Mennonite higher education: A wheel, a heart or a prairie?
One of the pleasures of my job is learning to know the other presidents of our Mennonite sister schools. There are six of us, and you can be reminded of who we are in this brief introductory piece just out from The Mennonite.
When we first gathered together in person last September 2018, five of us had been in office less than 2 years. After president Sara Wenger Shenk retires from her 9-year presidency of Anabaptist Mennonite Biblical Seminary (AMBS) and we welcome her successor this summer, we will all be within three years of our appointments.
(Let me say that I am already anticipating how much I will miss Sara’s wise and gracious mentorship, just 20 minutes down the road. But that’s for another blog to come.)
It is a privilege to learn to know these presidents. Comprising the new Mennonite Higher Education Association (MHEA) established by the Mennonite Church USA, the six presidents associate regularly for mutual support, collaboration and planning.
Being a college president within Mennonite Church USA is a position that few know, and our circle of collegiality is one of the few spaces where we can speak openly with others who understand the rewards and responsibilities of our role, not only in the context of higher education, but within the community of Mennonite faith.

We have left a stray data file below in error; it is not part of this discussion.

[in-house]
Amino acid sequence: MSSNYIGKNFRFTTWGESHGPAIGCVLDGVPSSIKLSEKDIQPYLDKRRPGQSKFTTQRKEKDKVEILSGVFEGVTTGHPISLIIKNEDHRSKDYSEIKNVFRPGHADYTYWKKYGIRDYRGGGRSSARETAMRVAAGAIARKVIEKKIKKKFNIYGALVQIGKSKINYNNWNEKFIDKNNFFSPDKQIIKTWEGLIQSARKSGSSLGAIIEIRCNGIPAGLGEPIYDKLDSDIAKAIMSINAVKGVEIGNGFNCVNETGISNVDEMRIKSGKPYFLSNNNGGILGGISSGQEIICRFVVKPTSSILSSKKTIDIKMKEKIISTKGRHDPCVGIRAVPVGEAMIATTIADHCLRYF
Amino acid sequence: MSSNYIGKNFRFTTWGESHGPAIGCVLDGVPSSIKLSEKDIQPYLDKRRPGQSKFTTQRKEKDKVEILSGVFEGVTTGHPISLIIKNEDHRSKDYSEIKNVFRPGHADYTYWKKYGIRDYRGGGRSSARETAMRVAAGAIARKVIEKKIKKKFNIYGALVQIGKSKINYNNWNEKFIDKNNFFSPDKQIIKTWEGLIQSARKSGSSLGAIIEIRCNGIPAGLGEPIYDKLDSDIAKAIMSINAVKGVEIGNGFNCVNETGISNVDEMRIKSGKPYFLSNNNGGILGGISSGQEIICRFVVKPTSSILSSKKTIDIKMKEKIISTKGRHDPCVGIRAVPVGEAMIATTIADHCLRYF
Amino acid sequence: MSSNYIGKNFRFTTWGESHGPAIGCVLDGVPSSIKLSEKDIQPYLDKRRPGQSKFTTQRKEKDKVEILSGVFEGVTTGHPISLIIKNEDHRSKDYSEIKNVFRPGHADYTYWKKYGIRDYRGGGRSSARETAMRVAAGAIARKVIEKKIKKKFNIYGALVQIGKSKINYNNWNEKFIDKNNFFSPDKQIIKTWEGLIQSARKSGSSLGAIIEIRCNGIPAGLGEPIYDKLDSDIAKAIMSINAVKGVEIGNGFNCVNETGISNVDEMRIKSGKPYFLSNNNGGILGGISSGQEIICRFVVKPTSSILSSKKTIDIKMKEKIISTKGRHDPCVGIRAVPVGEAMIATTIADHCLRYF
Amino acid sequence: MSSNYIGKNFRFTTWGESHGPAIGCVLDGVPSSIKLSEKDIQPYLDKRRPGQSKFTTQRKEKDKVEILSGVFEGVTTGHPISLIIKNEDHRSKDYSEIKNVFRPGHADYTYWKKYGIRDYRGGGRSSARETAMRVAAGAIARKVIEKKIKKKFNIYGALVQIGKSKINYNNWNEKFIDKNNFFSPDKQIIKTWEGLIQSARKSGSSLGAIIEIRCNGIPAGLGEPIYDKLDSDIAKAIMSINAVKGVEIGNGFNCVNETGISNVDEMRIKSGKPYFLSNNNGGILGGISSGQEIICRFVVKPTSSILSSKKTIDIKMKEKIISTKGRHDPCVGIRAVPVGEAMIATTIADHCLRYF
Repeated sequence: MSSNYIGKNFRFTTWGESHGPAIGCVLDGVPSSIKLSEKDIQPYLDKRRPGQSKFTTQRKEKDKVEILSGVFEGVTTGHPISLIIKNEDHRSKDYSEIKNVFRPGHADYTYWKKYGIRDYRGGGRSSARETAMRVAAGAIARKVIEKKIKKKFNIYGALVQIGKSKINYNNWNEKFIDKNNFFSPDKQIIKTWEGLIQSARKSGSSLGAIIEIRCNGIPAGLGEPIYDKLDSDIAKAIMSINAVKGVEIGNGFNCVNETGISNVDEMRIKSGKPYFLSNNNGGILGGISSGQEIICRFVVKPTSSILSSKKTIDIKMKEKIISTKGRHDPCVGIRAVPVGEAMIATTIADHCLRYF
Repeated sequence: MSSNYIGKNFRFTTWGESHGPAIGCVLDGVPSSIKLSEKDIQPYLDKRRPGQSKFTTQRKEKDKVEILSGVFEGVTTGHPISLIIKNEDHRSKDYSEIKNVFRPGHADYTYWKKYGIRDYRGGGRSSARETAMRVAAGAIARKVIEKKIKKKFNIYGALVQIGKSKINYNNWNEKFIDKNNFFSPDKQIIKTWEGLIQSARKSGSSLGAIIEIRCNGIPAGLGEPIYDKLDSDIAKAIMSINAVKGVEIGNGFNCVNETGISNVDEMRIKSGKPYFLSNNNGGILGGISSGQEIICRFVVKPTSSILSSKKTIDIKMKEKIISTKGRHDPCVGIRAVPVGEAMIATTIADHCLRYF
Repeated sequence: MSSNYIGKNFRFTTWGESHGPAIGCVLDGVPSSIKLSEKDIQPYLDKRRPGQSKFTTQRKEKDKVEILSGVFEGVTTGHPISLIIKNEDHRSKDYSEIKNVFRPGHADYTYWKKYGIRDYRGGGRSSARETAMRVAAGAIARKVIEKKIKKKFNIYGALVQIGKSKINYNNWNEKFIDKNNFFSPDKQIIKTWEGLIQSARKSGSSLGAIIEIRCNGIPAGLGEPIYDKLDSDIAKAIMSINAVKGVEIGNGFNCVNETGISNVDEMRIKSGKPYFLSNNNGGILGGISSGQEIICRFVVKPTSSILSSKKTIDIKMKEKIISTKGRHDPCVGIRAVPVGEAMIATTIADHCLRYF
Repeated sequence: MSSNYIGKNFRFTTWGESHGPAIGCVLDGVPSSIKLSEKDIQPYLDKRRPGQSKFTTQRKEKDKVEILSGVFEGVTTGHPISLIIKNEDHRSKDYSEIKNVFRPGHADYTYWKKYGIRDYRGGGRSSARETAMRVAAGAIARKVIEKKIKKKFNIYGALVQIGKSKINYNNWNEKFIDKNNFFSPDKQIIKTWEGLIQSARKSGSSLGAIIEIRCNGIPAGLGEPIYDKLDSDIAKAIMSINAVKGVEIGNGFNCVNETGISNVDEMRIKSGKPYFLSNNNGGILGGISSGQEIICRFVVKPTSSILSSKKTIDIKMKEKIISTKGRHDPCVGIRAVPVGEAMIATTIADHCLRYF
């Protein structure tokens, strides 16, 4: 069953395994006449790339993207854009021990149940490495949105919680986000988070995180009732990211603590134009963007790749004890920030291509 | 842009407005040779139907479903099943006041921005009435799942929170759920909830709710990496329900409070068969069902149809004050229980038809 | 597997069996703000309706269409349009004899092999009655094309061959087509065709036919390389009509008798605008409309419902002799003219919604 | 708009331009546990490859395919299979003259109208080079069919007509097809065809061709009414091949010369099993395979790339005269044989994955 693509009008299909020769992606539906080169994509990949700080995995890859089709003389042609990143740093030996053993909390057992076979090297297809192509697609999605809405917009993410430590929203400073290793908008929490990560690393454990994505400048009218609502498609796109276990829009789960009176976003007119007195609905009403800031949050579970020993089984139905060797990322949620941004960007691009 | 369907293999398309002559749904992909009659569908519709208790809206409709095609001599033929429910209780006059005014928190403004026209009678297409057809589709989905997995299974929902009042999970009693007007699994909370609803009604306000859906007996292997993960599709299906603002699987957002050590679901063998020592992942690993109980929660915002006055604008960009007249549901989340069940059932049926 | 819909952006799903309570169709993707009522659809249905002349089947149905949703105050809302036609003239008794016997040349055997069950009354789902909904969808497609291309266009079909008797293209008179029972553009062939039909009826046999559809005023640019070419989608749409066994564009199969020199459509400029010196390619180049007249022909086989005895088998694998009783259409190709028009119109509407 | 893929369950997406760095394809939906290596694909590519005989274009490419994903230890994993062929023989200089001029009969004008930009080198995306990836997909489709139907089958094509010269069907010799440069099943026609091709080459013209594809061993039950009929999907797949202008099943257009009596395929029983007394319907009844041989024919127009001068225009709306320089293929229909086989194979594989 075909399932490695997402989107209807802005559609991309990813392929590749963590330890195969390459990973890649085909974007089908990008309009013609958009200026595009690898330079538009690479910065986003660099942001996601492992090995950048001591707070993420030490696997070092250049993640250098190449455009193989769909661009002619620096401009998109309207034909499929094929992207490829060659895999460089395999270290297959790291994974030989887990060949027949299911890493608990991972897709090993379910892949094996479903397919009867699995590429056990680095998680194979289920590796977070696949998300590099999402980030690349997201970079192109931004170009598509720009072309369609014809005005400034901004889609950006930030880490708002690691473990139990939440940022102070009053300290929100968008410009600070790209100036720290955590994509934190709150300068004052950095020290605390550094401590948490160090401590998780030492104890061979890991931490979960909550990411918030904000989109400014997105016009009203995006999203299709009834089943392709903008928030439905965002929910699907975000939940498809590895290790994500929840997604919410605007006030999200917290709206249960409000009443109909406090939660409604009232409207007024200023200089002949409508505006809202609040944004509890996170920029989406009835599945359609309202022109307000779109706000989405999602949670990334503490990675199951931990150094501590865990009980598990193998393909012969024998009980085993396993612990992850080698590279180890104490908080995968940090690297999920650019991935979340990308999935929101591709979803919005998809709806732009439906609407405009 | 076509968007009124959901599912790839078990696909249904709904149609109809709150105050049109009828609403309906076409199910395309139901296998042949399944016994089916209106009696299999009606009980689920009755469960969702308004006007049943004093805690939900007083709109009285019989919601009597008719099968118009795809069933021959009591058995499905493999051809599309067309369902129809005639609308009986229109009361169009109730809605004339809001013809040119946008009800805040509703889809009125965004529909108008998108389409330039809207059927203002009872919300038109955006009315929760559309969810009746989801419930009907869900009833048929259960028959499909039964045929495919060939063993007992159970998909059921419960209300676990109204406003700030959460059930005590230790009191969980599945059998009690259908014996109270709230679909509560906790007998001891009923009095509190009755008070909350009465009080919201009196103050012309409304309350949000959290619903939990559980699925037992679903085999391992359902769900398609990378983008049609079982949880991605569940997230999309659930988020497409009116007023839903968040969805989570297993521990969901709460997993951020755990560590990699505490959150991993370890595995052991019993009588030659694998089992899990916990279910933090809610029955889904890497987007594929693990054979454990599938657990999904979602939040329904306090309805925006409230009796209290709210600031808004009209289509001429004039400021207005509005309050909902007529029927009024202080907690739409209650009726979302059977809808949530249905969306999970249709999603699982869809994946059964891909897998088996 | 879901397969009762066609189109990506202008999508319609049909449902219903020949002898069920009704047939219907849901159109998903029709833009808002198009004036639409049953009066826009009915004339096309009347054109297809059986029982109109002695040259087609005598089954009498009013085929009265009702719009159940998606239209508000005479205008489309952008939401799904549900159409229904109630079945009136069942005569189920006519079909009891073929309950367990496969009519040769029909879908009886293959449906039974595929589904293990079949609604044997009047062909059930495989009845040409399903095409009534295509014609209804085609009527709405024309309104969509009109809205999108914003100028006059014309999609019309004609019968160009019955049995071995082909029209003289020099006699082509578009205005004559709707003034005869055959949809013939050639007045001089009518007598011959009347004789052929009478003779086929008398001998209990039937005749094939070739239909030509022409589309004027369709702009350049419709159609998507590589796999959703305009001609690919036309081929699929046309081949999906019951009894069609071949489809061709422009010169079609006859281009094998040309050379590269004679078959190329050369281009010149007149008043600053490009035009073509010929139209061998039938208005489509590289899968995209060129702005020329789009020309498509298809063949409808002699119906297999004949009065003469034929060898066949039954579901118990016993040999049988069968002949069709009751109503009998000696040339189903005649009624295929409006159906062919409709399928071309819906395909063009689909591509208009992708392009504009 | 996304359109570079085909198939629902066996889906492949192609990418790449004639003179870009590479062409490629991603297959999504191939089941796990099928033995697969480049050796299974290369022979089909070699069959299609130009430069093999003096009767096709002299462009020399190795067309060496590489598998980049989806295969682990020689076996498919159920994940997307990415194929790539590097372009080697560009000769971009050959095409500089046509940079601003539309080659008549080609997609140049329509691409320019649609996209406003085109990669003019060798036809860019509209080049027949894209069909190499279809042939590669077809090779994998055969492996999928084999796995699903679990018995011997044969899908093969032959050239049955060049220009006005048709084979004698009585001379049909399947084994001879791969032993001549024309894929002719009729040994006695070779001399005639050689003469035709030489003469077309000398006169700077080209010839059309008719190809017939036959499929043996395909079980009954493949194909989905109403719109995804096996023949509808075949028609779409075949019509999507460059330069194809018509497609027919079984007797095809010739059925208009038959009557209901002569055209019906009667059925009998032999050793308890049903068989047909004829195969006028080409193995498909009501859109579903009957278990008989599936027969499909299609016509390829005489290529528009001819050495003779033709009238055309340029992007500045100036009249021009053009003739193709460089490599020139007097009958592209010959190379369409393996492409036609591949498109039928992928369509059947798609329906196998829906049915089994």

I appreciate the qualities that each of them brings to our circle; for example:
- AMBS President Sara Wenger Shenk’s deep experience in relating to Anabaptist-Mennonite stakeholders in both the United States and Canada;
- Bethel College President Jonathon Gering’s clear sighted, no-nonsense ability to frame the challenges before us;
- Bluffton University President Jane Wood’s joyful demeanor and fresh, insightful questions;
- Eastern Mennonite University President Susan Huxman’s communication expertise and experience leading Conrad Grebel University College; and
- Hesston College President Joe Manickam’s (a 1991 GC graduate) global citizenship perspective and genuine, warm personality.
I’ve been pondering metaphors for what MHEA is within the Anabaptist-Mennonite movement of 2019.
Perhaps we are missional higher education spokes radiating from the hub of the church.
Or perhaps we are the cardiovascular system carrying the oxygenated blood pumped by the sacred heart of the church.
Or perhaps we are an ecosystem of prairie plant species whose roots are intertwined.
Then God is the axle on which we turn, the Spirit is the air that we all breathe and Jesus is the nourishing soil in which we are grounded.